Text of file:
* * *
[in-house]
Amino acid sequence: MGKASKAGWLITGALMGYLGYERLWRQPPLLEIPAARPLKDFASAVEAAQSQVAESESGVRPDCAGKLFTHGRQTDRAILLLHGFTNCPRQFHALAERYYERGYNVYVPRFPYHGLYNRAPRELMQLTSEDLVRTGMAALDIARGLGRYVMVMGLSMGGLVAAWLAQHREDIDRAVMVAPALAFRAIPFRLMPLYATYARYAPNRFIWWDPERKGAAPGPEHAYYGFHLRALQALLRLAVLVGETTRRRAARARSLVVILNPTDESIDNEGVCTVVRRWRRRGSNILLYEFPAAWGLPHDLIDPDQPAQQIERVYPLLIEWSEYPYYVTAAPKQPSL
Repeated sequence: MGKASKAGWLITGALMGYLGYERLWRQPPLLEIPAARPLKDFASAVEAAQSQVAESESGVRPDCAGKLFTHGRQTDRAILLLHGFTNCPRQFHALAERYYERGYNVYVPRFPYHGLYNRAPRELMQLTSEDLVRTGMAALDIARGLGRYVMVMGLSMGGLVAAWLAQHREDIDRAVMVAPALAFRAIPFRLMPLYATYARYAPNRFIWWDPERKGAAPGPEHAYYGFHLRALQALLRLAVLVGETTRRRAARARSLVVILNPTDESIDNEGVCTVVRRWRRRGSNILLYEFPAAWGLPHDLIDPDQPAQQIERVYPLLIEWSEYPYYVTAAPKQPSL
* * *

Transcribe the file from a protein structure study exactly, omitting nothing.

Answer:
[in-house]
Amino acid sequence: MGKASKAGWLITGALMGYLGYERLWRQPPLLEIPAARPLKDFASAVEAAQSQVAESESGVRPDCAGKLFTHGRQTDRAILLLHGFTNCPRQFHALAERYYERGYNVYVPRFPYHGLYNRAPRELMQLTSEDLVRTGMAALDIARGLGRYVMVMGLSMGGLVAAWLAQHREDIDRAVMVAPALAFRAIPFRLMPLYATYARYAPNRFIWWDPERKGAAPGPEHAYYGFHLRALQALLRLAVLVGETTRRRAARARSLVVILNPTDESIDNEGVCTVVRRWRRRGSNILLYEFPAAWGLPHDLIDPDQPAQQIERVYPLLIEWSEYPYYVTAAPKQPSL
Repeated sequence: MGKASKAGWLITGALMGYLGYERLWRQPPLLEIPAARPLKDFASAVEAAQSQVAESESGVRPDCAGKLFTHGRQTDRAILLLHGFTNCPRQFHALAERYYERGYNVYVPRFPYHGLYNRAPRELMQLTSEDLVRTGMAALDIARGLGRYVMVMGLSMGGLVAAWLAQHREDIDRAVMVAPALAFRAIPFRLMPLYATYARYAPNRFIWWDPERKGAAPGPEHAYYGFHLRALQALLRLAVLVGETTRRRAARARSLVVILNPTDESIDNEGVCTVVRRWRRRGSNILLYEFPAAWGLPHDLIDPDQPAQQIERVYPLLIEWSEYPYYVTAAPKQPSL